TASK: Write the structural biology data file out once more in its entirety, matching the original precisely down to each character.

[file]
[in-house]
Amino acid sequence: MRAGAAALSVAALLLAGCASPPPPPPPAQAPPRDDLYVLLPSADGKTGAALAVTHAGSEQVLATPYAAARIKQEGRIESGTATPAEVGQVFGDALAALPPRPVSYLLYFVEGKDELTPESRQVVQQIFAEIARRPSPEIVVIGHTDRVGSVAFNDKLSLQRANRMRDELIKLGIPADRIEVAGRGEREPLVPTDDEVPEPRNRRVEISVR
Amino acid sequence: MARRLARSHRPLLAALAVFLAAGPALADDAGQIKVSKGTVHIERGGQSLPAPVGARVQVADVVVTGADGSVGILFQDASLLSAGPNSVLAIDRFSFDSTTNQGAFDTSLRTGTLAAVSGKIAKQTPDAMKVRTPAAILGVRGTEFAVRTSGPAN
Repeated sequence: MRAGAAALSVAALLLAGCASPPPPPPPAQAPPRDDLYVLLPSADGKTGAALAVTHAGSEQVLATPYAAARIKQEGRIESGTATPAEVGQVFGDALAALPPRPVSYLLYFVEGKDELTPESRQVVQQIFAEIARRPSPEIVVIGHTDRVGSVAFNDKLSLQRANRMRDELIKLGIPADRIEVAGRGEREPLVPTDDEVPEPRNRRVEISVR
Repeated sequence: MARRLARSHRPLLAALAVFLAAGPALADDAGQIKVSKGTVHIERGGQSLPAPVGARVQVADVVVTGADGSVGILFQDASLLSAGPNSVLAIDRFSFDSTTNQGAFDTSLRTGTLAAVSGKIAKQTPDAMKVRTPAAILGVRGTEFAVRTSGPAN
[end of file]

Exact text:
[in-house]
Amino acid sequence: MRAGAAALSVAALLLAGCASPPPPPPPAQAPPRDDLYVLLPSADGKTGAALAVTHAGSEQVLATPYAAARIKQEGRIESGTATPAEVGQVFGDALAALPPRPVSYLLYFVEGKDELTPESRQVVQQIFAEIARRPSPEIVVIGHTDRVGSVAFNDKLSLQRANRMRDELIKLGIPADRIEVAGRGEREPLVPTDDEVPEPRNRRVEISVR
Amino acid sequence: MARRLARSHRPLLAALAVFLAAGPALADDAGQIKVSKGTVHIERGGQSLPAPVGARVQVADVVVTGADGSVGILFQDASLLSAGPNSVLAIDRFSFDSTTNQGAFDTSLRTGTLAAVSGKIAKQTPDAMKVRTPAAILGVRGTEFAVRTSGPAN
Repeated sequence: MRAGAAALSVAALLLAGCASPPPPPPPAQAPPRDDLYVLLPSADGKTGAALAVTHAGSEQVLATPYAAARIKQEGRIESGTATPAEVGQVFGDALAALPPRPVSYLLYFVEGKDELTPESRQVVQQIFAEIARRPSPEIVVIGHTDRVGSVAFNDKLSLQRANRMRDELIKLGIPADRIEVAGRGEREPLVPTDDEVPEPRNRRVEISVR
Repeated sequence: MARRLARSHRPLLAALAVFLAAGPALADDAGQIKVSKGTVHIERGGQSLPAPVGARVQVADVVVTGADGSVGILFQDASLLSAGPNSVLAIDRFSFDSTTNQGAFDTSLRTGTLAAVSGKIAKQTPDAMKVRTPAAILGVRGTEFAVRTSGPAN